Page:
Israel starts piping gas from Noble’s Leviathan field to Egypt
Houston-based Noble Energy has started exporting gas from its operated Leviathan field, located in the Eastern Mediterranean offshore Israel, to Egypt.
As previously announced, first gas sales from the Leviathan field started on December 31, 2019, following a short delay.
The delay came after the Israeli Ministry of Environmental Protection and Energy said earlier in December 2019 there would be a delay to the expected start-up date “because Noble Energy had been required to give the public notice (on its website) at least two working days prior to the start of the production, but failed to do so with enough notice…”
In an update on Wednesday, January 15 Noble said that all four wells and both subsea flowlines were fully operational, with well productivities in line with or better than pre-production expectations.
According to Noble’s update, natural gas sales have been established to Israel, Jordan, and Egypt.
Gas sales to Jordan began on January 1 and gas exports to Egypt on January 15. Gas sales into Egypt are utilizing the EMG Pipeline.
Interconnects between the Israeli, Jordanian and Egyptian pipeline networks are now fully operational, Noble said.
Combined gross natural gas sales from the Leviathan and Tamar fields to date have averaged 1.5 billion cubic feet equivalent per day (Bcfe/d) in January, with peak days up to 1.7 Bcfe/d, Noble stated.
In a joint statement on Wednesday, Egypt and Israel’s energy ministers confirmed the first transmission of natural gas from Israel to Egypt.
“This is an important development that will serve the economic interests of both countries. This development will enable Israel to export some of its natural gas to Europe via Egyptian LNG facilities, and will come in the context of Egypt’s growing role as a regional gas HUB,” they said.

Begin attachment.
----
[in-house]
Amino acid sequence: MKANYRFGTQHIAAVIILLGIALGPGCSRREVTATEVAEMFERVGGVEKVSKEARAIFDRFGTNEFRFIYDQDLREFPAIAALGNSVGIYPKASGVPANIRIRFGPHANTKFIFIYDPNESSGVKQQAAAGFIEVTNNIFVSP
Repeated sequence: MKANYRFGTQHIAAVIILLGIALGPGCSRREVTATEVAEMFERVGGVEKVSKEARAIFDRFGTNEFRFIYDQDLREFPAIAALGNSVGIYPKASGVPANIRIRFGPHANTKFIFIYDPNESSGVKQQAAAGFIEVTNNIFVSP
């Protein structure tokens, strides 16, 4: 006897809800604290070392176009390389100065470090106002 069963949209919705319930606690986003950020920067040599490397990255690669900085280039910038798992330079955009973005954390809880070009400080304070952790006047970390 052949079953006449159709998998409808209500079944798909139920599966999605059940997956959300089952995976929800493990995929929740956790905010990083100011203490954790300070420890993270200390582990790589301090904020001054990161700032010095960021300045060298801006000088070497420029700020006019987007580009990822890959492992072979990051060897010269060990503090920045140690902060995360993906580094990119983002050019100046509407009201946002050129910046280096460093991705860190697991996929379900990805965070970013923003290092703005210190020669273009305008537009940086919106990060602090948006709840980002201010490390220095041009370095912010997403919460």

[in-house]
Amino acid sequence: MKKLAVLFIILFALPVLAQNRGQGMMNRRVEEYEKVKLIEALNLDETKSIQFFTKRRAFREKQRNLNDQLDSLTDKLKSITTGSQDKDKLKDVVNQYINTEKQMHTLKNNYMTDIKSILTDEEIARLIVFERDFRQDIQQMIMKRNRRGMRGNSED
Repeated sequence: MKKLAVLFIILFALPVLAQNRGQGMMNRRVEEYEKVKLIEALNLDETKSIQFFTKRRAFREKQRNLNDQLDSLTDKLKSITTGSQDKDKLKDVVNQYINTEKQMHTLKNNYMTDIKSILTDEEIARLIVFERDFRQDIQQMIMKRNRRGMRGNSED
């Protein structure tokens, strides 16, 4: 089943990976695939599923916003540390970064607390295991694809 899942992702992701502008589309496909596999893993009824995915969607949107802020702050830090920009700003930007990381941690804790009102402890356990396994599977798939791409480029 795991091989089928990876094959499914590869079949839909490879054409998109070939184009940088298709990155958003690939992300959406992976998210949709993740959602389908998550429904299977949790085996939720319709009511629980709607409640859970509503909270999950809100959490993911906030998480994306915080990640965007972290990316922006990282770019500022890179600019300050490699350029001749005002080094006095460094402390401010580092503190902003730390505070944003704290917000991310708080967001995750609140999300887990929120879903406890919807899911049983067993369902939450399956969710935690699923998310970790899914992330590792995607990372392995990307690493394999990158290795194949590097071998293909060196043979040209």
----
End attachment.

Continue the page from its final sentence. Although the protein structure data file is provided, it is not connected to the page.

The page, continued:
J. Keith Elliott, Noble Energy’s Senior Vice President, Offshore, stated, “The successful startup of the Leviathan project reflects the tremendous efforts of our employees, partners, and suppliers. I’ve been very pleased with the startup and early performance which has provided confidence in meeting our 2020 sales outlook.”
Elliott added: “Leviathan natural gas provides redundancy in supply domestically and enables Israel to further transition from coal, improving air quality for Israel’s citizens. Additionally, the asset supports regional economic cooperation and development through its exports to both regional and global customers.”
The Leviathan project is the largest energy project in Israel’s history. The project is being developed via an offshore platform from which treated gas and stabilized condensate will flow through a northern entry pipeline connected to the INGL (Israel Natural Gas Lines) national gas transmission system.
According to Noble Energy, the Leviathan gas will make it possible for the Israeli energy sector to be based almost exclusively on electricity generated by natural gas. Also, it will make Israel an energy exporter.
The Leviathan field is estimated to hold 33 Tcf of natural gas resources in place (22 Tcf recoverable). It was discovered in December 2010, 125 kilometers west of Haifa. It will have a total production capacity of 1.2 billion cubic feet of natural gas per day (Bcf/d).
Offshore Energy Today Staff
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